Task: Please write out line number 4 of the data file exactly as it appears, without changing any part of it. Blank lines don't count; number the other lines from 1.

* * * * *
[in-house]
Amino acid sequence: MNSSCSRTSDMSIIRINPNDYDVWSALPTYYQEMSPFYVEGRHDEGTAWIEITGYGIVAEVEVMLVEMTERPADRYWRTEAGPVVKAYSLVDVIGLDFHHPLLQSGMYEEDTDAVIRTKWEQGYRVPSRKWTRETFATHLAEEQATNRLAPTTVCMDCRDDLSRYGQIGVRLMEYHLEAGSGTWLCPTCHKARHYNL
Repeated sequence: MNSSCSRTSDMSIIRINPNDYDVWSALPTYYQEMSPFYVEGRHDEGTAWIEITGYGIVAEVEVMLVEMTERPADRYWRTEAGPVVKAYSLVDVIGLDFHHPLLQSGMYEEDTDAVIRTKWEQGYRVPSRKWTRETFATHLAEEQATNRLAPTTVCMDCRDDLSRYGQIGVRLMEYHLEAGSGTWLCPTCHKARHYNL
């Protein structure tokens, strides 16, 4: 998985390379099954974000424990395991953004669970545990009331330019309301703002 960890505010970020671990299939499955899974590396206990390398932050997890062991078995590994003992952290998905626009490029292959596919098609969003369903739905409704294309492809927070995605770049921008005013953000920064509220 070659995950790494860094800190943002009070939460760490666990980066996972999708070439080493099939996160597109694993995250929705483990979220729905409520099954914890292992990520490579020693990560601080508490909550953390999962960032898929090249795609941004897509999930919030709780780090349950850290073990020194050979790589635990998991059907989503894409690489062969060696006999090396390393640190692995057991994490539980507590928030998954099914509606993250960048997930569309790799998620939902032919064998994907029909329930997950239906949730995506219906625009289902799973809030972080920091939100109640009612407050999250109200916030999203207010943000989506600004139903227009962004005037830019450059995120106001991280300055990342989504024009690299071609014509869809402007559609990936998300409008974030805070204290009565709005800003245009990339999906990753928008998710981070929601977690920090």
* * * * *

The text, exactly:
């Protein structure tokens, strides 16, 4: 998985390379099954974000424990395991953004669970545990009331330019309301703002 960890505010970020671990299939499955899974590396206990390398932050997890062991078995590994003992952290998905626009490029292959596919098609969003369903739905409704294309492809927070995605770049921008005013953000920064509220 070659995950790494860094800190943002009070939460760490666990980066996972999708070439080493099939996160597109694993995250929705483990979220729905409520099954914890292992990520490579020693990560601080508490909550953390999962960032898929090249795609941004897509999930919030709780780090349950850290073990020194050979790589635990998991059907989503894409690489062969060696006999090396390393640190692995057991994490539980507590928030998954099914509606993250960048997930569309790799998620939902032919064998994907029909329930997950239906949730995506219906625009289902799973809030972080920091939100109640009612407050999250109200916030999203207010943000989506600004139903227009962004005037830019450059995120106001991280300055990342989504024009690299071609014509869809402007559609990936998300409008974030805070204290009565709005800003245009990339999906990753928008998710981070929601977690920090």